We have a feeling that Gunn is going to want to tap into some pretty wild superpowers and stretch his visual sensibilities. There are few better Squad members to do that with than Nightshade, Eve Eden, a disgraced spy with the ability to manipulate darkness, transform into shadows, and teleport. But Eden is more than just a former spy. She has a wild backstory that falls right into Gunn’s lane. A princess from the Land of Nightshades, she was brought to Earth by her mother as an infant in order to escape the demon Incubus. One of the Suicide Squad’s missions found them entering the Land of Nightshades to defeat Nightshade’s brother Larry, who had been possessed by the demon. Elements of this story were used in 2016's Suicide Squad, but even if Incubus is off the table, the idea of the Suicide Squad traveling to a fantasy realm, if only briefly, sounds like an interesting departure from cityscapes and Earth-bound battles.
Half-man, half-shark. ‘Nuff said. Seriously though, while not an original member of the Suicide Squad, who wouldn’t want to see a giant shark man bite his way through enemies and charm audiences? Originally a Superboy villain, King Shark has gone on to become one of Aquaman’s villains, and has frequently teamed with Black Manta. In his recent Suicide Squad comic appearance, King Shark tried to eat a teammate. That could be something taken all the way in a movie by way of a lesser known character. Maybe there could be a brief line hinting at a prior encounter with Aquaman, tying The Suicide Squad to the larger world of the DCEU without bending over backwards to create a sense of continuity. Gunn’s affinity for monsters is too great to see him pass up on the chance to make this character just as beloved as Rocket and Groot.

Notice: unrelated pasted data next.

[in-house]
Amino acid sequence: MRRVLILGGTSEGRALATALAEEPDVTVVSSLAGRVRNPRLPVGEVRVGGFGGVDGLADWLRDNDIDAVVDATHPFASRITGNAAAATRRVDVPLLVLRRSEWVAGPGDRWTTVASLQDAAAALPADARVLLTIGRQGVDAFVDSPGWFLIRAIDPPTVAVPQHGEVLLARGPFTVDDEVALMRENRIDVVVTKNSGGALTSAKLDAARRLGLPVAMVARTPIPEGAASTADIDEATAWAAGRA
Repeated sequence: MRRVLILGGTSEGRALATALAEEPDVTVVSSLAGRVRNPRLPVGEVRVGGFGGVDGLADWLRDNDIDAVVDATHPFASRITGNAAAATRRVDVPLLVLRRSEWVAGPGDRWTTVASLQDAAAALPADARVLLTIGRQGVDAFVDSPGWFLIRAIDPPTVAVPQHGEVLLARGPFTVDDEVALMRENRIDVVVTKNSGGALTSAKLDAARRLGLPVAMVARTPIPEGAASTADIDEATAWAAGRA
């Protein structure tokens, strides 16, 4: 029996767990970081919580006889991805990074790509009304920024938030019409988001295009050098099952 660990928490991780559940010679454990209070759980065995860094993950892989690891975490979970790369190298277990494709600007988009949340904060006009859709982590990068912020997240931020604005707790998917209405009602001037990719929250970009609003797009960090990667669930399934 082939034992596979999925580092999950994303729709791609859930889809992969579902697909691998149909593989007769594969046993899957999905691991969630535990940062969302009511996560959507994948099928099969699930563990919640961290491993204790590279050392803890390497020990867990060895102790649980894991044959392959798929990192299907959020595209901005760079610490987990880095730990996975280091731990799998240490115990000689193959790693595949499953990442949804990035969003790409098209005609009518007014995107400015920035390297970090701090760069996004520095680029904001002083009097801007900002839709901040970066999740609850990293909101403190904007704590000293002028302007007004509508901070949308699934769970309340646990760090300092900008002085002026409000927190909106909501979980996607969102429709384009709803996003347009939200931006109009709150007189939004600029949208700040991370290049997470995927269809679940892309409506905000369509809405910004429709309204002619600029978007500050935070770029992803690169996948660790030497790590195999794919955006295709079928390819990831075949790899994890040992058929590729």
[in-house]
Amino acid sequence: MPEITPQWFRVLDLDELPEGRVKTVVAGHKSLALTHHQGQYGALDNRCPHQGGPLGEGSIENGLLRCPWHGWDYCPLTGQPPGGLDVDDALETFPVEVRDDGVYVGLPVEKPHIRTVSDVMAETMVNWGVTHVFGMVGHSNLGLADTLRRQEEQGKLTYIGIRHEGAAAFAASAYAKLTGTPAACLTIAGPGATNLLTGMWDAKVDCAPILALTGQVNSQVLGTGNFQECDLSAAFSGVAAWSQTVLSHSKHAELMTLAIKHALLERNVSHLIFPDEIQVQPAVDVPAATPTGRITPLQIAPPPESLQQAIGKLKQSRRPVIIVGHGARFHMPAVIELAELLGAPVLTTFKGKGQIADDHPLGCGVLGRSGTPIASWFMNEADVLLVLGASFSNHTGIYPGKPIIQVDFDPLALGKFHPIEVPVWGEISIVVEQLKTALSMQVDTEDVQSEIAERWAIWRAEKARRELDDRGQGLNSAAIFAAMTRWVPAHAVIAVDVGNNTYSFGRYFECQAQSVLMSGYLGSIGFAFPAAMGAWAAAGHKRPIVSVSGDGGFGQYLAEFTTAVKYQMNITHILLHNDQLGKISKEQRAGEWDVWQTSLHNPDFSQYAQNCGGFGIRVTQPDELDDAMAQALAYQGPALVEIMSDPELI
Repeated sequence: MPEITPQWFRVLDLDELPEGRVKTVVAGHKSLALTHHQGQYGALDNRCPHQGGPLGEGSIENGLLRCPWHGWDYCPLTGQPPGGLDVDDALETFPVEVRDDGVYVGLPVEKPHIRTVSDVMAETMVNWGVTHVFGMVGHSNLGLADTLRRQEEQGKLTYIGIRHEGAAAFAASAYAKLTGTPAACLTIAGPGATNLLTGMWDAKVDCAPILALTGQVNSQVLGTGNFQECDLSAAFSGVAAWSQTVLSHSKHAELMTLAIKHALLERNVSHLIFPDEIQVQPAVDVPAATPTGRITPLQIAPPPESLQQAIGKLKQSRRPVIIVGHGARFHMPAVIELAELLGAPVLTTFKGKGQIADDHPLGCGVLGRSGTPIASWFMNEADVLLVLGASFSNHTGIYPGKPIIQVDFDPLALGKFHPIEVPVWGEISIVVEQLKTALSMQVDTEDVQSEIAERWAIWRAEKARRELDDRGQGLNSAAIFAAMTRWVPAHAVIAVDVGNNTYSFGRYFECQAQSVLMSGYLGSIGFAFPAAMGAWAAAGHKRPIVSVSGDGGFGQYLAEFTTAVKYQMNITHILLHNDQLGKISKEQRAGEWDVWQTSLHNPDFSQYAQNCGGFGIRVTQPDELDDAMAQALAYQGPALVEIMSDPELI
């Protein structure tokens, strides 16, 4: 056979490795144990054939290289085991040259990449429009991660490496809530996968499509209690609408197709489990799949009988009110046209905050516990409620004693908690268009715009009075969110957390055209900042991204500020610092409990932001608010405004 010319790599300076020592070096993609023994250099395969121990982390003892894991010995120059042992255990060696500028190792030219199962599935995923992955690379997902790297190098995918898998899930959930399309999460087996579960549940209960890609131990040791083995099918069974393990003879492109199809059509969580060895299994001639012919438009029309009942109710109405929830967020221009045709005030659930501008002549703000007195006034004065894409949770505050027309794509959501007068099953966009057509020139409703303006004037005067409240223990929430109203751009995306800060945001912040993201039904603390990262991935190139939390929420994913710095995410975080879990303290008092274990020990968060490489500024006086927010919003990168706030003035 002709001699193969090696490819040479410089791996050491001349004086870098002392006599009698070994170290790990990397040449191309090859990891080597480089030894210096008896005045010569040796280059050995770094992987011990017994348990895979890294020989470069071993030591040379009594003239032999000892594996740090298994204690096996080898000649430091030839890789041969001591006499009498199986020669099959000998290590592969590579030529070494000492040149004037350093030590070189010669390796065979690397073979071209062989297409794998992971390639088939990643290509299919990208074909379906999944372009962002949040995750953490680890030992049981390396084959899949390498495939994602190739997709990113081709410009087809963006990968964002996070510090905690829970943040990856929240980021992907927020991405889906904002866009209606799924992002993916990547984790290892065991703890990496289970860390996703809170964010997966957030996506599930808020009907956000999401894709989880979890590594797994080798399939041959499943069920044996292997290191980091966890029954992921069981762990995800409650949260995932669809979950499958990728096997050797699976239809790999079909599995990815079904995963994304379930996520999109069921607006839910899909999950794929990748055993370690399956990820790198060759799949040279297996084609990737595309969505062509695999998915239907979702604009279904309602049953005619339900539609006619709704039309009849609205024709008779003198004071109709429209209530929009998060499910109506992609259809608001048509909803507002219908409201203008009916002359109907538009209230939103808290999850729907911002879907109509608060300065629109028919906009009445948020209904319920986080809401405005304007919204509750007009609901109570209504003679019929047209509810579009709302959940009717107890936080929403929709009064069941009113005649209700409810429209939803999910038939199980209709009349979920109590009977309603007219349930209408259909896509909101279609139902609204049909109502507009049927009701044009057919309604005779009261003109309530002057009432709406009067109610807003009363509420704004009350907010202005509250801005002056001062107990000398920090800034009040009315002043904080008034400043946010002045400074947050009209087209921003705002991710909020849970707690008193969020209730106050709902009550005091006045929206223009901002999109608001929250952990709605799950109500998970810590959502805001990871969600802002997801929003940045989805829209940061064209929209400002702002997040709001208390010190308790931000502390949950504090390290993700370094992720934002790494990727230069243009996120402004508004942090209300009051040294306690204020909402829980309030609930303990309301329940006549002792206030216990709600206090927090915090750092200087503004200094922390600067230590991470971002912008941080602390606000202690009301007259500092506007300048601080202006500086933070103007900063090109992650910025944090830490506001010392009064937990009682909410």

There have been a number of versions of Killer Frost in the comics over the years, one of whom, Caitlin Snow, is a regular on CW’s The Flash. But for The Suicide Squad, we’re looking at the Louise Lincoln version of the character who briefly served on the Suicide Squad. The best argument for her inclusion is her cold and ice manipulation powers which are always a visually cool cinematic element. Known as being quite ruthless, Gunn could add more depth to her characterization so that she’s more than just a villain. One of Lincoln’s latter storylines involved her being diagnosed with cancer and that’s something that could play into the film. Perhaps she only staves off the cancer by going into cold mode, but in the process looses her humanity. A Suicide Squad member who’s already facing death seems like an obvious angle to explore.
Neither an original member of the Suicide Squad, nor a long-serving member, Major Disaster has some of the coolest powers in all of comics even though he’s rarely used. Originally a Green Lantern villain who came up against the Justice League, Paul Booker can see strands of chaos in the universe and manipulate them to increase the probability of accidents and disasters. Think of him as a living and costumed embodiment of the force of death seen in the Final Destination movies. Originally his powers came from weapons of his own creation, but were enhanced after he made a deal with the demon Neron. The Neron angle seems like a better fit for a movie. Major Disaster may have a silly name and costume, but he could be the most frightening member of the Suicide Squad, and perhaps its greatest villain, especially if he were to develop a grudge against a member or two.
Knowing Gunn, he’s sure to have plenty of surprises up his sleeves when it comes to The Suicide Squad. Hopefully, he’ll find a clever way to incorporate the events of Ayer’s film into this one and further build up the reputation of the Suicide Squad within the DC film universe.
by Sheraz Farooqi
by Graeme McMillan